Back to the real world

I tossed and turned all night and had only had a couple of hours sleep when the alarm went off at 4am. It was still dark and the last thing I felt like doing was getting up. However, we needed to leave by 5am or thereabouts to start the ascent and get as far as possible before the sun came up so, after a very early pancake breakfast, we set off.

Sun rising over the mountains
Sun rising over the mountains

Surprisingly, it was easy to walk in the dark with head torches and it was only about half an hour later when it started to get light. Other groups had already left and there was a trail of lights zig zagging up the mountain. It also took quite some time for the sun to actually appear over the mountain tops by which time we were almost at the top. It was a hard walk but certainly a lot easier than yesterday and it was also a beautiful morning, which made all the difference.

Pack donkeys in Cabanaconde
Pack donkeys in Cabanaconde

We met Freddy, our driver, in the Plaza de Armas in Cabanaconde and Paul hurried us along so that we could reach the hot springs at Chacapi before all the other tour groups arrived. This we achieved and were able to soak our aching limbs in the lovely warm water. The hot spring is natural. However, the pools themselves were a little disappointing as they were like normal swimming pools but had tarpaulin roofs, which rather spoiled them. No doubt, this was useful shade but I would have much preferred to have had the pools open to the sky.

Almost back in Cabanaconde
Almost back in Cabanaconde

Afterwards, we were chivied along once again to get to the restaurant in Chivay where we were going to have lunch. This was much more up market than the restaurant we went to the other day and catered for tourists on a large scale. I could seem why Paul wanted us to be there early though. As we started on the buffet, more and more groups arrived. It would have been hideous if we had arrived there later.

View of the Colca River valley
View of the Colca River valley

Three of our group left us after lunch as they were travelling on to Puno. The rest of us continued back to Arequipa. We were again encouraged to leave as quickly as possible after we had finished eating as the anti mining protest was still in progress and we didn’t know if we would be able to get through the blockade. As it happened, Paul’s anxiety about this was justified.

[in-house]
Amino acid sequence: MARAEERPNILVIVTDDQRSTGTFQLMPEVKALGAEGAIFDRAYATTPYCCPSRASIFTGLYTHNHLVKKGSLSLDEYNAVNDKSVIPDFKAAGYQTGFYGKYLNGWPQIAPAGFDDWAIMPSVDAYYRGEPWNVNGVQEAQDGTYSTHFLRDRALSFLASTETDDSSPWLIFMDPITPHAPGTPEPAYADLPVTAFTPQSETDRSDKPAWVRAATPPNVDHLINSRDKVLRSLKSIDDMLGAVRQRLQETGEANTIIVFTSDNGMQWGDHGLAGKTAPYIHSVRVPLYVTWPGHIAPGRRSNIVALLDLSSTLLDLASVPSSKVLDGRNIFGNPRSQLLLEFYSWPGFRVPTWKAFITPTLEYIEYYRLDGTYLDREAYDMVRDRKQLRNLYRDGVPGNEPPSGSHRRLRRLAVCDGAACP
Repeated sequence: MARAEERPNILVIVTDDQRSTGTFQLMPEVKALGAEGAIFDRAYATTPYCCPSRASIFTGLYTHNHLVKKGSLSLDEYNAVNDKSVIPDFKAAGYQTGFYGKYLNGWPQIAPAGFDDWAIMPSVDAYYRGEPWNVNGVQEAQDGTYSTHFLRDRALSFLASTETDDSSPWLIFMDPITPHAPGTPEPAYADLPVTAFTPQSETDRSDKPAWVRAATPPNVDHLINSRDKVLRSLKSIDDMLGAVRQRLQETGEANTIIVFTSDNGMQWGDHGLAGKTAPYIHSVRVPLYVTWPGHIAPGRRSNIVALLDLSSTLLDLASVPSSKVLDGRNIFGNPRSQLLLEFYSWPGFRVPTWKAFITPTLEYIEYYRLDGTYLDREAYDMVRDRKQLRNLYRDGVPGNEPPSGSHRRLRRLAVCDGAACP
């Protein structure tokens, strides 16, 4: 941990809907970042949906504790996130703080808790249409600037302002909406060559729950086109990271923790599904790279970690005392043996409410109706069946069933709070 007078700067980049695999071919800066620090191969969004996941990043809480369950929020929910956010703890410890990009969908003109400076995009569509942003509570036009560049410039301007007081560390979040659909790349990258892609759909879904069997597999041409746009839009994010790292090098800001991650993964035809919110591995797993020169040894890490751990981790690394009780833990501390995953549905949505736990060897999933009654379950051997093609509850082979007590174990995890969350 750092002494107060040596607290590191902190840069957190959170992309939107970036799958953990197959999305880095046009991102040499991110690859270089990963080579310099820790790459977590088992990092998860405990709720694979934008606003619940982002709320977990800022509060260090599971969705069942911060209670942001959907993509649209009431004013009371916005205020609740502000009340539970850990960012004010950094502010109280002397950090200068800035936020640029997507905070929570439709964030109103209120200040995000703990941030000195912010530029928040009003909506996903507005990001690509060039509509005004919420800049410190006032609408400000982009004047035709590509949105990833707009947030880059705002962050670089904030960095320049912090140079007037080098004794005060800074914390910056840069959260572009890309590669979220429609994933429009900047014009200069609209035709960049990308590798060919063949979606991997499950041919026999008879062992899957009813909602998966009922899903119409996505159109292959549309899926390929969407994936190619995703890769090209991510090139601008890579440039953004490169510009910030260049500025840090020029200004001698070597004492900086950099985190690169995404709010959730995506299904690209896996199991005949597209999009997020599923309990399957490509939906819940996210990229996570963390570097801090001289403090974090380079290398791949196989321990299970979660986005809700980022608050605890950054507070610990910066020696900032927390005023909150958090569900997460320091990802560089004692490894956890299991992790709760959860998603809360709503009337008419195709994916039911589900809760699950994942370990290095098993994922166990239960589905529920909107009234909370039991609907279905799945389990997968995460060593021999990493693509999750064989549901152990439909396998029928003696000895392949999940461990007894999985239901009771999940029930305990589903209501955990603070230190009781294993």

As we approached Arequipa, the roads were blocked with all manner of things, but mainly with large rocks, which had been placed all across the roads. This wasn’t just on the major routes but also along any side roads that the protesters thought traffic might be able to use to get through. We turned off on to the back roads and twisted and turned through some fairly rough streets up the hills in poor areas until we could go no further. Paul and Freddy found a road on which the rocks were small enough to be moved easily and a couple of locals directed them to a way through. However, as we drove along, protesters threw stones at the van on a couple of occasions, which was a little disconcerting. They were too far away to actually hit us, though.

Road block
Road block

We eventually made it back to the city and I was dropped off last. I then walked up to the Plaza de Armas in the hope that the supermarket there would be open. However, the protest was in full force, with broken glass and rocks on the pavements, fires burning on the roadways and police with riot shields barricading the way. A number of people were standing round watching and the atmosphere felt decidedly uncomfortable. I decided to go to the big supermarket that was a little further away and then straight back to the hotel for a glass of wine and bread and cheese in my room, followed by a much needed early night.